Originally published in 1987, this title was compiled in response to the concern, in some segments of society, about the presence of new religious movements in the West in the second half of the twentieth century. There are lots of psychological questions surrounding cults and the influence they have over their members. These questions have been operative in the accumulation of this annotated bibliography, which was intended primarily as a reference guide for psychiatrists and counsellors who advise cult members, ex-cult members and their bewildered parents, and lawyers who use psychiatric arguments in the courts.
Table of Contents
Acknowledgements. Preface: The Nature and Scope of this Study. Introduction: The Debate on the Cults in Current Psychiatric and Psychological Literature: An Assessment 1. Sources for the Study of Psychiatry and the Cults 2. Psychiatry and the Cults in Historical Perspective 3. Psychiatric and the Cults in Cross-Cultural Perspective 4. Current Psychological and Psychiatric Studies on the New Cults. Author Index. Subject Index.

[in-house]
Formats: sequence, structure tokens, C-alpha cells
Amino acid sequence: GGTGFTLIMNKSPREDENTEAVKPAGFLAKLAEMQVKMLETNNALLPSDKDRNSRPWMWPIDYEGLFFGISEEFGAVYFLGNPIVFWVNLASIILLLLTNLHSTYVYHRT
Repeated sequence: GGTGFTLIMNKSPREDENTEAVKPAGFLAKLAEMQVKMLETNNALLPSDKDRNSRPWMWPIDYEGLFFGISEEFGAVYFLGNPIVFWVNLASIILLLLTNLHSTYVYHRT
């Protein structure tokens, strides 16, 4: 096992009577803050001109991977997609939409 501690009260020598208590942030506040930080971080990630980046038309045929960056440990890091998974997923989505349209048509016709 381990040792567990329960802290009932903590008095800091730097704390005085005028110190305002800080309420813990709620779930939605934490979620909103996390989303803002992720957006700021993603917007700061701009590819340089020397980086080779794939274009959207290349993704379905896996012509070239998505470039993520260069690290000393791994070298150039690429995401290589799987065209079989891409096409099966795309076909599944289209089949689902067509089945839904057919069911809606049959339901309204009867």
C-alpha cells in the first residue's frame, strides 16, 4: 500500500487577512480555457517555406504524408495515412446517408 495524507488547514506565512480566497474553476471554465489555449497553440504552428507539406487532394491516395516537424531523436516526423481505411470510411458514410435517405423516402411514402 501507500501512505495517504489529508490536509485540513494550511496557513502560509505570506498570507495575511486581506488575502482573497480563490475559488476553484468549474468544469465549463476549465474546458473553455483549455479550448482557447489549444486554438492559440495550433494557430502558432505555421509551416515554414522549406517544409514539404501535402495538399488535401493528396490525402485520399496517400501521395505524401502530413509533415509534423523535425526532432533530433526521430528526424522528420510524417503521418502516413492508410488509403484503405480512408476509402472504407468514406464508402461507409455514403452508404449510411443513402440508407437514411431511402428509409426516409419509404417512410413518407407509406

John A. Saliba is a Maltese-born Jesuit priest, a professor of religious studies at the University of Detroit Mercy and a noted writer and researcher in the field of new religious movements. Saliba has advocated a conciliatory approach towards new religions. He has argued that membership in such movements can serve as a temporary haven for young adults in a formative stage of their lives, and is not necessarily detrimental. He has been critical of the brainwashing concept espoused by the anti-cult movement.